Quick Tutorial on Growing Lemongrass

You can buy a small lemongrass plant at the grocery store or gardening shop in early spring, trim it to about 6 inches high above the root line and add a pinch of cinnamon as a root starter. As they grow they become an attractive indoor plant in a sunny spot on your windowsill, or you can use the plant as an excellent base for starting it outside in rich, loamy soil, which retains water better. Growing lemongrass is quite easy, given the optimal amount of sun (a lot), water and fertilizer. According to Hobby Farms:

“Lemongrass is harvested for both the stalk and foliage. You can begin harvesting lemongrass as soon as the plant is about a foot tall. Cut, twist or break off a stalk that is at least one-quarter-inch thick. The most tender part is at the bottom, so remove it as close to the ground as possible. Once you have harvested the number of stalks you want, remove the woody outer portion and the leaves. Slice the tender part of the stalk, and add as needed to your recipe.”20

The edible part of the plant is nearest the bottom of the stalk. When the stalks get to be around a quarter-inch to a half-inch thick, cut the stalks close to their roots. One of the great things about harvesting lemongrass stalks is how easy it is to preserve them by freezing. Make your last cuttings before the first frost in the fall.

Freeze whole stalks or cut them into 1-inch pieces, and they’ll be usable in recipes for about six months. If your favorite recipe calls for one or two stalks, store that amount in freezer containers to make the job quick and easy.

What Are Jujubes Good For?

By Dr. Mercola

If you live in the U.S., the name jujubes may bring to mind the chewy, sticky corn-syrup-based candy known to wreak havoc on your dental work. You may not realize there is an actual jujube fruit that has been prized for millennia as a nutritional powerhouse of vitamins, minerals, amino acids and flavonols. Also known as Chinese dates or red dates (although unrelated to dates), jujubes have been cultivated and used medicinally in China for more than 4,000 years.

As both a fruit and a medicine, jujubes are well-known for boosting energy, promoting relaxation, preventing premature aging, strengthening your immune system and supporting digestion. Due to the presence of antioxidants with the ability to fight free radicals, jujubes are also believed to have potent anticancer properties. If you have yet to become aware of their many benefits, now is the time to find out what jujubes are good for.

The History of Jujubes

Jujubes (Ziziphus jujuba) are a native of southern Asia belonging to the buckthorn (or Rhamnaceae) family. They have been cultivated in China for more than 4,000 years and used for millennia in traditional Chinese medicine (TCM). About 400 jujube varieties are cultivated worldwide in two main types: those best for eating fresh and those better suited to drying, a process that gives them a chewy, date-like consistency.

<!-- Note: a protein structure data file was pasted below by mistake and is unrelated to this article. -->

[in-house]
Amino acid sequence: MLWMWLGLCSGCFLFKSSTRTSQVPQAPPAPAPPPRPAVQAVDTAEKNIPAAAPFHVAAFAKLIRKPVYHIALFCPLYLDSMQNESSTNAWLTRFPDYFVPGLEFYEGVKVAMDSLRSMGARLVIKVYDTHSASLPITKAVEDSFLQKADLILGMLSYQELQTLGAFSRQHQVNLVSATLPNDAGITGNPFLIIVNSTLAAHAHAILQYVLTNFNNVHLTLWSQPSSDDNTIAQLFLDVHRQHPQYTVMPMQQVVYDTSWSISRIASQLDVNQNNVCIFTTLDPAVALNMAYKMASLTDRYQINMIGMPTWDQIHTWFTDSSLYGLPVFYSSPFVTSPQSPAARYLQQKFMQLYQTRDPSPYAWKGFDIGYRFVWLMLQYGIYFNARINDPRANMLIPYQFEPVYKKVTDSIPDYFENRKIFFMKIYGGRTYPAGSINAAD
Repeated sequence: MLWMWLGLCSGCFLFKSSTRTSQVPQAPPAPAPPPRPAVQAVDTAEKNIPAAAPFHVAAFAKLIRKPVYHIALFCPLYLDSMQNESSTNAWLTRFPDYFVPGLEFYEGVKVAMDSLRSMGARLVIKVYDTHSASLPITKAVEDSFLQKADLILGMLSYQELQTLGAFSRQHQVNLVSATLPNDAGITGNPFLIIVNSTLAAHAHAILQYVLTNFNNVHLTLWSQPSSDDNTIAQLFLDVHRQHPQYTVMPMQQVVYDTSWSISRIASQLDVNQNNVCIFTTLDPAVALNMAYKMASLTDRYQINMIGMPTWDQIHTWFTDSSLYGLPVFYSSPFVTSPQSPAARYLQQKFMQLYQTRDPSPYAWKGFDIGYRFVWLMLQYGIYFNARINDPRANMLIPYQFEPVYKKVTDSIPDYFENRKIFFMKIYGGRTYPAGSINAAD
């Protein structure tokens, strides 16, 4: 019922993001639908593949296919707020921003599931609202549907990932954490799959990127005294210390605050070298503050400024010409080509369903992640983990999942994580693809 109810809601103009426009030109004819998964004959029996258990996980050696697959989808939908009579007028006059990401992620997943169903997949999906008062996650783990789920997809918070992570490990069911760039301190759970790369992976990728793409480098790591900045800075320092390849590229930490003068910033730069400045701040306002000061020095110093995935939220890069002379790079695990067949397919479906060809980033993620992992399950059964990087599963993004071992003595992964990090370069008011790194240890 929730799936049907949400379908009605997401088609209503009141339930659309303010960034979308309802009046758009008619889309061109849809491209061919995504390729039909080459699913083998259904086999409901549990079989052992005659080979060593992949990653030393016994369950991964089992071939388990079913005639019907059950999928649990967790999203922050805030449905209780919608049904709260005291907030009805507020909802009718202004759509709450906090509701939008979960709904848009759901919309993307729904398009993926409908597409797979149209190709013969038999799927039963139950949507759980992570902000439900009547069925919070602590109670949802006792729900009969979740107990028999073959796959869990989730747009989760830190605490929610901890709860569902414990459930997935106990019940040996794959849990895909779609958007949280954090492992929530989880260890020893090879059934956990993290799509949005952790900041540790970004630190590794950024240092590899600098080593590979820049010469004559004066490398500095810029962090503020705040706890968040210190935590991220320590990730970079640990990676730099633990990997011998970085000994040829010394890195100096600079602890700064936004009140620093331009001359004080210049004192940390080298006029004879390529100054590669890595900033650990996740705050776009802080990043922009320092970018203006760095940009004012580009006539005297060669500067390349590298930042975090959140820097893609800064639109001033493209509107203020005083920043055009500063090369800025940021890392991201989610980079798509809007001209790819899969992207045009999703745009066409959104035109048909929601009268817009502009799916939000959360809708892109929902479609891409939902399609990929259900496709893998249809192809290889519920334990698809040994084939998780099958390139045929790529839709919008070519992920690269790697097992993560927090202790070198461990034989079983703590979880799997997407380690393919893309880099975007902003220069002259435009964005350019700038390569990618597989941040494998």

Jujubes grow on relatively small deciduous trees that reach heights of about 40 feet. The trees, which thrive in warm climates, feature shiny green leaves, modest-looking blossoms and fruit ranging in sizes similar to grapes and strawberries. Jujube fruits are characterized by a red outer skin and white inner flesh that contains a single, large center seed. In terms of taste, jujubes have been described as having a crispy texture, edible skin and a mixed sweet-tart flavor similar to an apple.

Due to their many beneficial properties, including the presence of vitamin C, jujubes have been used medicinally by a number of cultures. Given their ability to fight infections and strengthen your immune system, one of this fruit’s most popular applications is as a tea to soothe a sore throat. Dried jujube varieties are often used as a substitute for dates or apples in recipes.

The Health Benefits of Jujubes

If you are wondering what jujubes are good for, consider the following health benefits.1,2,3 Jujubes are:

  • Rich in vitamins B (niacin and B6) and C, and a decent source of vitamin A
  • A good source of copper, iron, manganese and potassium
  • Loaded with phytonutrients
  • Filled with flavonoids, including spinosin and swertish, known for their sedative properties, which may explain why jujube seeds are used in TCM to treat anxiety and insomnia.

A 3.5-ounce portion (100 grams) of fresh, raw jujubes contains:

Calories: 76

Carbohydrates: 20.2 grams

Protein: 1.2 grams

Copper: 0.1 milligram (4 percent recommended dietary allowance — RDA)

Niacin: 0.9 milligrams (4 percent RDA)

Iron: 0.5 milligram (3 percent RDA)

Manganese: 0.1 milligram (4 percent RDA)

Potassium: 250 milligrams (7 percent RDA)

Vitamin B6: 0.1 milligram (4 percent RDA)

Vitamin C: 69 milligrams (115 percent RDA)

In addition, jujubes deliver 18 of the most important essential amino acids your body needs daily, which assist in the production of more than 50,000 proteins in your body. Jujubes boast vitamin C at levels nearly 20 times that found in most citrus fruits. They also contain tannins, which are known to possess antihemorrhagic, anti-infective and anti-inflammatory properties.4

It’s important to note jujubes are very sweet. Due to the amount of fructose they contain, you should eat them in moderation. Because the fructose in dehydrated fruit is concentrated, moderation is even more important if you eat dried jujubes. Due to its high sugar content, I discourage you from eating the candied variety.